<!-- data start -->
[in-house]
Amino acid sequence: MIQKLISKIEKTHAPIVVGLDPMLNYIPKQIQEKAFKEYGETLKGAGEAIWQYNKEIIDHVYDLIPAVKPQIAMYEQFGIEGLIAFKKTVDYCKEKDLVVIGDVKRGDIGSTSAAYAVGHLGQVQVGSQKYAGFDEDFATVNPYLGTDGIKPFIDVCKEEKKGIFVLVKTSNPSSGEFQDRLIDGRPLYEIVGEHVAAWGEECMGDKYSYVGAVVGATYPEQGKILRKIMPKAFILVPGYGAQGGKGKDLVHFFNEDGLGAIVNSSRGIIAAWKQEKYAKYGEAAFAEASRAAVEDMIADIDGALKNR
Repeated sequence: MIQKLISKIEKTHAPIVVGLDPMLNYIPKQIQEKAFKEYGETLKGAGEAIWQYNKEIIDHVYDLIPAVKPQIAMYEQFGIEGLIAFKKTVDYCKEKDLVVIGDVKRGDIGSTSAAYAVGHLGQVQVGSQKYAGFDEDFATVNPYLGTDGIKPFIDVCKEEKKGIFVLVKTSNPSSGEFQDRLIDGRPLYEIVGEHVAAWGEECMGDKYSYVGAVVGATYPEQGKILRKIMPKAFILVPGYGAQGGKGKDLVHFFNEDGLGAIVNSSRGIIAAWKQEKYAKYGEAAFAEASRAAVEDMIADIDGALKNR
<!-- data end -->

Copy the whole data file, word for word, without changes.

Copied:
[in-house]
Amino acid sequence: MIQKLISKIEKTHAPIVVGLDPMLNYIPKQIQEKAFKEYGETLKGAGEAIWQYNKEIIDHVYDLIPAVKPQIAMYEQFGIEGLIAFKKTVDYCKEKDLVVIGDVKRGDIGSTSAAYAVGHLGQVQVGSQKYAGFDEDFATVNPYLGTDGIKPFIDVCKEEKKGIFVLVKTSNPSSGEFQDRLIDGRPLYEIVGEHVAAWGEECMGDKYSYVGAVVGATYPEQGKILRKIMPKAFILVPGYGAQGGKGKDLVHFFNEDGLGAIVNSSRGIIAAWKQEKYAKYGEAAFAEASRAAVEDMIADIDGALKNR
Repeated sequence: MIQKLISKIEKTHAPIVVGLDPMLNYIPKQIQEKAFKEYGETLKGAGEAIWQYNKEIIDHVYDLIPAVKPQIAMYEQFGIEGLIAFKKTVDYCKEKDLVVIGDVKRGDIGSTSAAYAVGHLGQVQVGSQKYAGFDEDFATVNPYLGTDGIKPFIDVCKEEKKGIFVLVKTSNPSSGEFQDRLIDGRPLYEIVGEHVAAWGEECMGDKYSYVGAVVGATYPEQGKILRKIMPKAFILVPGYGAQGGKGKDLVHFFNEDGLGAIVNSSRGIIAAWKQEKYAKYGEAAFAEASRAAVEDMIADIDGALKNR